is always evaluated on a case by case basis.”

The funding of Ho'ike implements the provisions of the 1984 Federal Cable Rights Act
which authorizes the use of up to 5% of a cable company’s gross revenues for PEG
access channels. The State of Hawaii has mandated such use and it seems clear that state
mandated funding constitutes "financial assistance".

The State power to appoint a majority of the Ho’ike Board, the power to remove
directors, the mandate funding and the sole source nature of Ho’ike’s contract with
DCCA strongly indicate the application of the term "board" to Ho’ike.

This position is supported by the recent OIP Opinion Letter 01-01 dated April 9, 2001
which incorporates an analysis of the Hawaiian Supreme Court decision in Green Sand
Community Ass'n v. Hayward, Civ. No. 93-3259. In that case the Court stated that a
board must be:

(1) An agency, board, commission, authority, or committee of the State or its
political subdivisions;
(2) which is created by constitution, statute, rule, or executive order;
(3) to have supervision, control, jurisdiction, or advisory power over specific
matters;
(4) which is required to conduct meetings; and
(5) which is required to take official actions

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The Green Sands decision is silent as to whether an agency must perform a government
function. Nevertheless it is submitted that Ho’ike does fulfil a government function in
that it was created to support the intent of the 1984 Cable Rights Act and related
legislation that encourages free speech and seeks to turn passive viewers of messages into
message-makers. One of the most important functions of government is to educate and
inform the people to assure the continued viability of our democracy.

Cablecasting and broadcasting PEG access is a function performed by Ho`ike and it does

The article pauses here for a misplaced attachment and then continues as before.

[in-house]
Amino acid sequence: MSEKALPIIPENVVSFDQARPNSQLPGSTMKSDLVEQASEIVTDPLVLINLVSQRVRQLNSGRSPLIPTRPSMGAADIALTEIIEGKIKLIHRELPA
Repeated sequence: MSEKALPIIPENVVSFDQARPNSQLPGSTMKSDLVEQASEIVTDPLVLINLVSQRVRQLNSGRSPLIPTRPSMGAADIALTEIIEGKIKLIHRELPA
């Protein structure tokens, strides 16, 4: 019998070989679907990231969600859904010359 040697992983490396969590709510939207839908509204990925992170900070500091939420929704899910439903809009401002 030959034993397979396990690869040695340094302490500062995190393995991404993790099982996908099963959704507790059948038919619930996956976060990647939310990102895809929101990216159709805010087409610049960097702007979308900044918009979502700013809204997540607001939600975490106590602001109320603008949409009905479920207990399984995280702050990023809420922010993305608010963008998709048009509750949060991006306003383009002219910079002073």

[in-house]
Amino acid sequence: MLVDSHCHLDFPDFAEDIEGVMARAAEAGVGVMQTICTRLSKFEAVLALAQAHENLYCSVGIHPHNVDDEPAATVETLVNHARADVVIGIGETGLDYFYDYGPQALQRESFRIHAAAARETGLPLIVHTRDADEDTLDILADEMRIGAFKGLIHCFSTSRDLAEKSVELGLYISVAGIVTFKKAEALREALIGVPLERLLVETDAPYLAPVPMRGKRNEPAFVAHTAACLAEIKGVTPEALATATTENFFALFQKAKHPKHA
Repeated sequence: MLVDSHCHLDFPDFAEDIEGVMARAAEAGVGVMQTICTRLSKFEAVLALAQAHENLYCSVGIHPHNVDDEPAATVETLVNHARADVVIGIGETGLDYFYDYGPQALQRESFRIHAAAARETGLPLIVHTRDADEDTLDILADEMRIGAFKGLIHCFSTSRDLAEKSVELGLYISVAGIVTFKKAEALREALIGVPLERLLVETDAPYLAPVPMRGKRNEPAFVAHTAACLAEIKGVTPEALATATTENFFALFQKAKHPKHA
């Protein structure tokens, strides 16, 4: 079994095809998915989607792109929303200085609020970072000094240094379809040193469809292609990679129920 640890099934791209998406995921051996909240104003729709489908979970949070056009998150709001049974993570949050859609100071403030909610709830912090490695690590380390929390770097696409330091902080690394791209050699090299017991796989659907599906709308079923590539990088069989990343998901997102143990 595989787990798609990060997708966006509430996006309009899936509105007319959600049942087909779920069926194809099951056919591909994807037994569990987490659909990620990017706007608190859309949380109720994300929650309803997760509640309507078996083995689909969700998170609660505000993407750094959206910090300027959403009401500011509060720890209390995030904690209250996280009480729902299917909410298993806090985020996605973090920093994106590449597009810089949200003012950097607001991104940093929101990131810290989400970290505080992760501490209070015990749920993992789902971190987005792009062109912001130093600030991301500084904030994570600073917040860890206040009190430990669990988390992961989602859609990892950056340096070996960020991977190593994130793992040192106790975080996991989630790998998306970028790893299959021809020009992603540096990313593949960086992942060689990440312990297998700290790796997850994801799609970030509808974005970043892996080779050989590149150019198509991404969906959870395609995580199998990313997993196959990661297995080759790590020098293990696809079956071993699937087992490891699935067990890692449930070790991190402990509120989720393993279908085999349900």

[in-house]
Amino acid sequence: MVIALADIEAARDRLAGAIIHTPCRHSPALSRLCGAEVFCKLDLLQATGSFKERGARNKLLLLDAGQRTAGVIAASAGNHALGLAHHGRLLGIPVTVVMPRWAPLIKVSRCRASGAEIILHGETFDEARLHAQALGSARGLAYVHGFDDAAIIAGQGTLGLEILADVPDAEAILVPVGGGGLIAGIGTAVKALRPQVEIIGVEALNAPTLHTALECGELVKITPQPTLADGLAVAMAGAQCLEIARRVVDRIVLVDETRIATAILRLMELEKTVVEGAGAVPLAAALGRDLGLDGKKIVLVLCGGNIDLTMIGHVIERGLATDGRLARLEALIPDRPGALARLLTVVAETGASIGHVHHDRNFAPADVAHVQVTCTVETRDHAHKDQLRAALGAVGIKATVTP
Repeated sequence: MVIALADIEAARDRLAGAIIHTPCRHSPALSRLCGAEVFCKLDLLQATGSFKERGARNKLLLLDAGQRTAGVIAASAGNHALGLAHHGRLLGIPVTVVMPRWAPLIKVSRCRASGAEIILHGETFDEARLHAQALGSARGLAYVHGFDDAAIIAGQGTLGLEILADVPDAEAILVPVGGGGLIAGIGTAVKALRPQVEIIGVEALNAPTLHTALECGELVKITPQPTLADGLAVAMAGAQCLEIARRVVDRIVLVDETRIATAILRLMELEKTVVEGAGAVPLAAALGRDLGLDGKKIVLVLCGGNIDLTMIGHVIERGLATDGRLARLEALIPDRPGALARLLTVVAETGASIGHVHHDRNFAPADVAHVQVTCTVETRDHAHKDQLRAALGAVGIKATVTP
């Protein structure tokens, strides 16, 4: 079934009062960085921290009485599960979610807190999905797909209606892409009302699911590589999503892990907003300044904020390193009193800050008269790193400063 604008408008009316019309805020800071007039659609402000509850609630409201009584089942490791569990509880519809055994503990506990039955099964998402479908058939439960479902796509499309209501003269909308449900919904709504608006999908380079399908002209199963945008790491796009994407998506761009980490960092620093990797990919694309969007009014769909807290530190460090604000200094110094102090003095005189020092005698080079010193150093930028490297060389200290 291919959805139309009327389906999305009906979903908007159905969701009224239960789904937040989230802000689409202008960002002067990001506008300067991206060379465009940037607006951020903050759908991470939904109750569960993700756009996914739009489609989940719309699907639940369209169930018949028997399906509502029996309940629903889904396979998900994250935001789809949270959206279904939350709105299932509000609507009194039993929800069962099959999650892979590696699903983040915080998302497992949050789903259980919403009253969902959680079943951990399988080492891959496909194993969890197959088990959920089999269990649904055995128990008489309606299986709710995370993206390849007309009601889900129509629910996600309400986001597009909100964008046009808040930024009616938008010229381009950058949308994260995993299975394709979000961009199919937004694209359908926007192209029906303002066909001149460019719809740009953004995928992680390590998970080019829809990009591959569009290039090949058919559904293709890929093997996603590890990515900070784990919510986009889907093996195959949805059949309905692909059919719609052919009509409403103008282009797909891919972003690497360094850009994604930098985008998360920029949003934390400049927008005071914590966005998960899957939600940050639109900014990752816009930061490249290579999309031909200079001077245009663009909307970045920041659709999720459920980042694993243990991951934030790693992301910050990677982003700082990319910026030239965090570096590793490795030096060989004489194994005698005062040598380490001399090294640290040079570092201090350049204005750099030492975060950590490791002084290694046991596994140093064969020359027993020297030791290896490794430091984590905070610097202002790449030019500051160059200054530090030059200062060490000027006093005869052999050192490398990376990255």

provide a service to the government, education and the public. Hoike has been the
assigned task by DCCA of cablecasting all three PEG channels. Government
programming, including County Council, Mayor's Chat, Planning Commission and State
Legislature programs all appear on the Government channel 13. The Dept. of Education
and U.H. Distance Learning programs are scheduled on Channel 10, and all other public
programs appear on Channel 12. If government programming runs long, it may appear on
the public channel 12. All program presenters must be identified as proscribed by law
and Ho`ike policy.

The OIP Opinion Ltr. No. 01-01 concluded that Vision Teams can be considered boards
covered by the Sunshine Law, and as it seems evident that Ho’ike satisfies all five of the
Green Sands elements and is a board subject to the Sunshine Law, I urge you to
reconsider your Advisory Opinion 94-23.

Sincerely,

Carol Bain
President, Kauai League of Women Voters
PO Box 2320, Lihue, HI 96766

PS - I have additional specifics to deliver in person. If you can meet 9/18, 9/20 or a later date please let me
know. 808-246-2111. Bain@kauai.net

Attachment

PPS: When Ho'ike was initiated the director of DCCA appointed its first board of directors
and assigned them the responsibility of drafting the by-laws. This draft was submitted to,
and approved by, the DCCA director prior to funding. The by-laws provide in Article IV
Section 6.2 "The director of the DCCA shall appoint seven (7) directors" There are 11
directors. Thus, the DCCA director accepted his empowerment for ongoing director
appointment and determined this process as a condition of funding.The DCCA director
authority is accepted by the current Ho'ike board.

A striking resemblance in language is seen throughout the original by-laws of all PEG
access corporations set up by DCCA in Hawaii. Of particular note is the inclusion of
HRS-92 wording and almost identical board appointment processes (IE: DCCA director
appoints board majority). One may conclude that the DCCA director did wish to
incorporate major sections of Sunshine Law and make board appointments to all PEG
access corporations.